Clearly numerous animals have a hierarchy - hereditary one. For example, I understand zebras have a pecking order, and must map this hierarchy from highest to first in line and lowest to last in line when traveling, and they can be brutalized for breaking this hierarchy. (Interestingly, they allow looser rules for their young.) (Reference.)

Cows apparently spend inordinate amounts of time with certain other animals, and avoid others still. (Reference.)

My question is: why do animals need the hierarchies and alliances? Because human adults tend to make friends with people based on the kind of people they are.

I would imagine that they may have signals that indicate competing survival strategies (for example, a man with thick, tattoo covered arms vs a man in a tie) and that these likenesses try to propagate at the expense of others by forming alliances using organisms that possess these attributes (very vaguely akin to "the selfish gene.")

Or does it have something to do with advertised fitness? I just have to wonder how grazing animals manage to compete over food. Does it control access to reproduction?

  • $\begingroup$ Practically all social groups have hierarchies. Why shouldn't cows? $\endgroup$
    – MattDMo
    Commented May 17, 2015 at 3:12
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    $\begingroup$ Why is this closed? The question is super clear and well bound. $\endgroup$
    – bobthejoe
    Commented May 18, 2015 at 5:41
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    $\begingroup$ @bobthejoe Why is this closed? I explained my reasons in a "comment-answer" below. I still don't think it is clear. But if you understand the question, you can maybe address my misunderstanding below to help others. Or you could eventually directly try to answer the question. $\endgroup$
    – Remi.b
    Commented May 18, 2015 at 18:56
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    $\begingroup$ I think this is too broad an unclear. There are many types of herds and social groups in different species, some loose, relatively unstructured groups used e.g. during migration and others based on territorial males, with intermediate stages in between these extremes. Some might also be based on relatedness between individuals in the group (so aspects of inclusive fitness might apply). I therefore think this currently is too broad to answer in a Q/A format, and it is also unclear exactly why you are asking and what species you are interested in. $\endgroup$ Commented May 19, 2015 at 7:54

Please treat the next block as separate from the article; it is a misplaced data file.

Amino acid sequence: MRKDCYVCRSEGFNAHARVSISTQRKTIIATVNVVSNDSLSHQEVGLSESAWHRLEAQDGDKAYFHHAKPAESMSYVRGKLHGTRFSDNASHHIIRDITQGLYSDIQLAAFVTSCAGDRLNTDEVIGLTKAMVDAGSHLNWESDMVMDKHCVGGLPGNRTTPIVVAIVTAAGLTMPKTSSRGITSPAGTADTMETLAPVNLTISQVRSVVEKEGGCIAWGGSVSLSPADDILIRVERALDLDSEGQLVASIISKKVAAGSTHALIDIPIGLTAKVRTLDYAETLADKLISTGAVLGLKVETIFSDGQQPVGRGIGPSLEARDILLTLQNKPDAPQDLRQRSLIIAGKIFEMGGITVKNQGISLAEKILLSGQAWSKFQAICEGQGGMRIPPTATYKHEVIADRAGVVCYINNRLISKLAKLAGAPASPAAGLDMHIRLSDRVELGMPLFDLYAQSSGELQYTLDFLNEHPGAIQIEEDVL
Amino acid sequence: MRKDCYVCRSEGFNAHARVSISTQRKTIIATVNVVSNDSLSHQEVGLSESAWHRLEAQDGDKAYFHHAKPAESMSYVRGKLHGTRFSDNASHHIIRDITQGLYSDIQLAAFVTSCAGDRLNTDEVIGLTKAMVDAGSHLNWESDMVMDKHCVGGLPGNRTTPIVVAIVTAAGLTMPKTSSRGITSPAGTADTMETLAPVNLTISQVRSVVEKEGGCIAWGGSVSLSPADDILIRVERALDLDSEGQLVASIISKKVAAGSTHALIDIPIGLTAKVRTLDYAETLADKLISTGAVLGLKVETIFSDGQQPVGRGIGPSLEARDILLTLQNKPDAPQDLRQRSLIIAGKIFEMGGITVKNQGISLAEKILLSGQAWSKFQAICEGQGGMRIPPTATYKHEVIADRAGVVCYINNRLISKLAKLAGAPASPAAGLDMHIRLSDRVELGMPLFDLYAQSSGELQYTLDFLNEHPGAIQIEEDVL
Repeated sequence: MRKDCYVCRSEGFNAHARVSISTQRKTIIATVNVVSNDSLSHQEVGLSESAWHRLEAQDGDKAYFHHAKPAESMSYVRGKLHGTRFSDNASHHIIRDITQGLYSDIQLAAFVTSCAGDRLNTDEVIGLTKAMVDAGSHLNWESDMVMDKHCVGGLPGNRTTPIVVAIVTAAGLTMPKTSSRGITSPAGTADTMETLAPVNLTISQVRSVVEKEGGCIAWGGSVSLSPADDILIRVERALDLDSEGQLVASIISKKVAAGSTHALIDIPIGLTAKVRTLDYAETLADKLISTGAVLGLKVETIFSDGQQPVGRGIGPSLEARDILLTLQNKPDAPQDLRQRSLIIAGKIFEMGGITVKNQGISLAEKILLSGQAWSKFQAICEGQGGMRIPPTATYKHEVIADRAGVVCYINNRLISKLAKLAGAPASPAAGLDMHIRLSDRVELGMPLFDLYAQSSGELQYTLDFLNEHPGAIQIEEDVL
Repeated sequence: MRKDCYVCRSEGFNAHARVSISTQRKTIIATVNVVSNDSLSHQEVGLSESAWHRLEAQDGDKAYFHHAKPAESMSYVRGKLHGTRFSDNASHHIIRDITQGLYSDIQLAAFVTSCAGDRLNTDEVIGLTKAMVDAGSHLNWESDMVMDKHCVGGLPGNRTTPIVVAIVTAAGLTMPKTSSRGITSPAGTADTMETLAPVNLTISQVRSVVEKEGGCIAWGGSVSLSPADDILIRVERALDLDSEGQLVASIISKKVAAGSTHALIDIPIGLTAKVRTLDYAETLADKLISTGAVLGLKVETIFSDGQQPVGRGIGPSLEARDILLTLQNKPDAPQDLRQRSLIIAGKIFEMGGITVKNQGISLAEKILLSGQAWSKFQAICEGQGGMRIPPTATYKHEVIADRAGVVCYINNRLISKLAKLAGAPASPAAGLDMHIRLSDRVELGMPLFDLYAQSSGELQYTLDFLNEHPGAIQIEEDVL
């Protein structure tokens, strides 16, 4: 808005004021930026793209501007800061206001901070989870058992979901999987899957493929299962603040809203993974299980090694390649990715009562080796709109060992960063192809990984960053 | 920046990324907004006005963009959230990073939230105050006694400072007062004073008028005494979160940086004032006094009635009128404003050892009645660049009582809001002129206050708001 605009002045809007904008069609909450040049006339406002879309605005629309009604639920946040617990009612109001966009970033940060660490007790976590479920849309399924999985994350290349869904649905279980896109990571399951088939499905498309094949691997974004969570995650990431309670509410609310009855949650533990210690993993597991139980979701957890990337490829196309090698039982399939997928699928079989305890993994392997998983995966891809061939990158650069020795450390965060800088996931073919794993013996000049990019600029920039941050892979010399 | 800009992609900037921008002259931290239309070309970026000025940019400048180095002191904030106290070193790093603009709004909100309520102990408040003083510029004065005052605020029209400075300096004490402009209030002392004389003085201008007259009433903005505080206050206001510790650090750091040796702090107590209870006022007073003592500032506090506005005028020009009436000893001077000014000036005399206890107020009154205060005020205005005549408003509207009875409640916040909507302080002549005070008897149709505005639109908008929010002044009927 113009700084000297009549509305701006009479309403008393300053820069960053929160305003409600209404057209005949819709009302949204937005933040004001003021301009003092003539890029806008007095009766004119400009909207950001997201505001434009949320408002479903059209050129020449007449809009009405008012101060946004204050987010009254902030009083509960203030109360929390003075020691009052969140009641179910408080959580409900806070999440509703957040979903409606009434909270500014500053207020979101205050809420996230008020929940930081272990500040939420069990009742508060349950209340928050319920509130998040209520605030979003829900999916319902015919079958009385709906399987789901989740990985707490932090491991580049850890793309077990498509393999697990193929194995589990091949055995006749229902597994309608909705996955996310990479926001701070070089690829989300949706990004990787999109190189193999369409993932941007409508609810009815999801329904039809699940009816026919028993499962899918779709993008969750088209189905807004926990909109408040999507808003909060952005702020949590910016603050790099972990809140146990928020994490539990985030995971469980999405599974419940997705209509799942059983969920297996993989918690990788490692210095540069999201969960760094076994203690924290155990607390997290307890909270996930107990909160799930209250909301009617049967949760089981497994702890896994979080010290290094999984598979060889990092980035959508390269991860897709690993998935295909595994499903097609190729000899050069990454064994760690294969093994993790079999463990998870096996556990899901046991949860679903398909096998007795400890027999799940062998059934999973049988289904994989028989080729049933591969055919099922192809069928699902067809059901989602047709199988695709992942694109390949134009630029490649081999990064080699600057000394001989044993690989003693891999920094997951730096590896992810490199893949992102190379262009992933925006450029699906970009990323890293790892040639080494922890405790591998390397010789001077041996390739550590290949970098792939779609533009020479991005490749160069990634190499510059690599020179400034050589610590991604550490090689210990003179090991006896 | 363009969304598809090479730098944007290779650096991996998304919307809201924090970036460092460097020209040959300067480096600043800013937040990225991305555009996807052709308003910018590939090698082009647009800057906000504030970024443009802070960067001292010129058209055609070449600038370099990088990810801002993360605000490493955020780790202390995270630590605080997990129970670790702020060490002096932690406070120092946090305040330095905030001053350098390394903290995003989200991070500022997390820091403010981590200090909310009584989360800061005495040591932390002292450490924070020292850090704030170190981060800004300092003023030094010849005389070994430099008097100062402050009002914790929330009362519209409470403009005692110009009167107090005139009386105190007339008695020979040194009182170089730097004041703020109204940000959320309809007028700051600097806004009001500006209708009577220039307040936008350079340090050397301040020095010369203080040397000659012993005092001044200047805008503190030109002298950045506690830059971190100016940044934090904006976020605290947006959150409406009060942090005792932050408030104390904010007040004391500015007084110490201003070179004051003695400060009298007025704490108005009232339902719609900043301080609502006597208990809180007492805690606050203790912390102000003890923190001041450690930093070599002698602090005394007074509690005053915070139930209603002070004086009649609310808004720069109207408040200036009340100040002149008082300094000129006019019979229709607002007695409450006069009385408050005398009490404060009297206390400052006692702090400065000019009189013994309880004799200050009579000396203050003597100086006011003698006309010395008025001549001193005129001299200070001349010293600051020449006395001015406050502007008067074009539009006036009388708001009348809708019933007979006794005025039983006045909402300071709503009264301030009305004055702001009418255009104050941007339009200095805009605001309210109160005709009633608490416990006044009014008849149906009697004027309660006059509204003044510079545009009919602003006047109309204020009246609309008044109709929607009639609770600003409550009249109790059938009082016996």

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    $\begingroup$ @fileunderwater, I frankly disagree. Meaning that a question covers a large amount of space should not rule out its answer-ability. If the question contained multiple questions, then I would agree. However, this is directly asking for the social hierarchies of herd animals which I think is a well bound question. $\endgroup$
    – bobthejoe
    Commented Jun 3, 2015 at 16:22

1 Answer 1


Could not fit in a comment...

There are several issues with your question.

  1. The correct question is not why such species need something but rather why it occurs in this species. In other words, why did a hierarchy evolved in a given species?

  2. It is unclear to me why your are interest in cows (or other grazing animals) rather than any other species that has some kind of hierarchy and therefore your question is a bit unclear.

  3. There are several questions in your post. A post should always be limited to one question.

  4. I personally have never heard of the concept of "advertised fitness". How do you define it?

  5. I am not sure how much you are interested in the evolution of social traits and especially about reputation and how much you are interested in Machiavellian intelligence. In any case, you may probably want to read about the evolution of social traits (kin selection, it may take you some time) and about the social selection pressures for the evolution of cognition, such as Machiavelian intelligence.

For all those reasons I vote to close. But I hoped that those comments can help you to clarify your post and to seek for more information.


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